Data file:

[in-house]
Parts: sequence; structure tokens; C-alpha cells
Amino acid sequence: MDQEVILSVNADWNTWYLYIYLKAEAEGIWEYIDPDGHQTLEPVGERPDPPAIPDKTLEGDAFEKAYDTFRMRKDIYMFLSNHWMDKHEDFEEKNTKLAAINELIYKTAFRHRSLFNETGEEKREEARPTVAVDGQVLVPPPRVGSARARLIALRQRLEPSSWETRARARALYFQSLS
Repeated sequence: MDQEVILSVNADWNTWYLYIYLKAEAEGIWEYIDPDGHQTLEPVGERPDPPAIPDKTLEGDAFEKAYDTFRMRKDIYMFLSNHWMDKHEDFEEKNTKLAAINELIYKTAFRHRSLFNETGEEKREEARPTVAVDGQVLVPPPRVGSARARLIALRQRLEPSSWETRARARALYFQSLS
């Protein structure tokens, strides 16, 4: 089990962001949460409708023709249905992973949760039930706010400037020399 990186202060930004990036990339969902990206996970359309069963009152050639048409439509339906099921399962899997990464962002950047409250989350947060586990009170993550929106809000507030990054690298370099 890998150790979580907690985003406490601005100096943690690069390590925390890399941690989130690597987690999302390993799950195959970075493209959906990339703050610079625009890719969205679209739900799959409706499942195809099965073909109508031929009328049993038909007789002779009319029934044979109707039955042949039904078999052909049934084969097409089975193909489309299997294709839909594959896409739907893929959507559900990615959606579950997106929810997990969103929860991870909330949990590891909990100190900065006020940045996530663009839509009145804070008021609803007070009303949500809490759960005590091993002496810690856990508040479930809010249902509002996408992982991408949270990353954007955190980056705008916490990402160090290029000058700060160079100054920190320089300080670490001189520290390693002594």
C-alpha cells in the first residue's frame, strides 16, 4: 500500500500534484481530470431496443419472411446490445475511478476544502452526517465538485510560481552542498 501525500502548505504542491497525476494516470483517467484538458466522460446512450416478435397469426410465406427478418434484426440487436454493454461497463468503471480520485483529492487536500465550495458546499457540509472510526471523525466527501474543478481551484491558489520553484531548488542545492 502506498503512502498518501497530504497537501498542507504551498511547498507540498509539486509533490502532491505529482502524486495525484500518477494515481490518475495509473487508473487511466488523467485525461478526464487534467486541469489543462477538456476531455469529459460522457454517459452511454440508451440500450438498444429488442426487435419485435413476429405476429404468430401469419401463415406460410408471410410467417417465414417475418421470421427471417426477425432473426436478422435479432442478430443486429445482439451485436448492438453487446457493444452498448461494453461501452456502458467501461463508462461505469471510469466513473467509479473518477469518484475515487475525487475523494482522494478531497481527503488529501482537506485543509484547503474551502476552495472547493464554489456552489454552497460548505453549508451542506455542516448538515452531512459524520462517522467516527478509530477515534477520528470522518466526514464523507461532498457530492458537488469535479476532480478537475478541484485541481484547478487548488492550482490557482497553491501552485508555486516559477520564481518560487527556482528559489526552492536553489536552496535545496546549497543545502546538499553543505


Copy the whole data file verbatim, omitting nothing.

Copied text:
[in-house]
Parts: sequence; structure tokens; C-alpha cells
Amino acid sequence: MDQEVILSVNADWNTWYLYIYLKAEAEGIWEYIDPDGHQTLEPVGERPDPPAIPDKTLEGDAFEKAYDTFRMRKDIYMFLSNHWMDKHEDFEEKNTKLAAINELIYKTAFRHRSLFNETGEEKREEARPTVAVDGQVLVPPPRVGSARARLIALRQRLEPSSWETRARARALYFQSLS
Repeated sequence: MDQEVILSVNADWNTWYLYIYLKAEAEGIWEYIDPDGHQTLEPVGERPDPPAIPDKTLEGDAFEKAYDTFRMRKDIYMFLSNHWMDKHEDFEEKNTKLAAINELIYKTAFRHRSLFNETGEEKREEARPTVAVDGQVLVPPPRVGSARARLIALRQRLEPSSWETRARARALYFQSLS
């Protein structure tokens, strides 16, 4: 089990962001949460409708023709249905992973949760039930706010400037020399 990186202060930004990036990339969902990206996970359309069963009152050639048409439509339906099921399962899997990464962002950047409250989350947060586990009170993550929106809000507030990054690298370099 890998150790979580907690985003406490601005100096943690690069390590925390890399941690989130690597987690999302390993799950195959970075493209959906990339703050610079625009890719969205679209739900799959409706499942195809099965073909109508031929009328049993038909007789002779009319029934044979109707039955042949039904078999052909049934084969097409089975193909489309299997294709839909594959896409739907893929959507559900990615959606579950997106929810997990969103929860991870909330949990590891909990100190900065006020940045996530663009839509009145804070008021609803007070009303949500809490759960005590091993002496810690856990508040479930809010249902509002996408992982991408949270990353954007955190980056705008916490990402160090290029000058700060160079100054920190320089300080670490001189520290390693002594």
C-alpha cells in the first residue's frame, strides 16, 4: 500500500500534484481530470431496443419472411446490445475511478476544502452526517465538485510560481552542498 501525500502548505504542491497525476494516470483517467484538458466522460446512450416478435397469426410465406427478418434484426440487436454493454461497463468503471480520485483529492487536500465550495458546499457540509472510526471523525466527501474543478481551484491558489520553484531548488542545492 502506498503512502498518501497530504497537501498542507504551498511547498507540498509539486509533490502532491505529482502524486495525484500518477494515481490518475495509473487508473487511466488523467485525461478526464487534467486541469489543462477538456476531455469529459460522457454517459452511454440508451440500450438498444429488442426487435419485435413476429405476429404468430401469419401463415406460410408471410410467417417465414417475418421470421427471417426477425432473426436478422435479432442478430443486429445482439451485436448492438453487446457493444452498448461494453461501452456502458467501461463508462461505469471510469466513473467509479473518477469518484475515487475525487475523494482522494478531497481527503488529501482537506485543509484547503474551502476552495472547493464554489456552489454552497460548505453549508451542506455542516448538515452531512459524520462517522467516527478509530477515534477520528470522518466526514464523507461532498457530492458537488469535479476532480478537475478541484485541481484547478487548488492550482490557482497553491501552485508555486516559477520564481518560487527556482528559489526552492536553489536552496535545496546549497543545502546538499553543505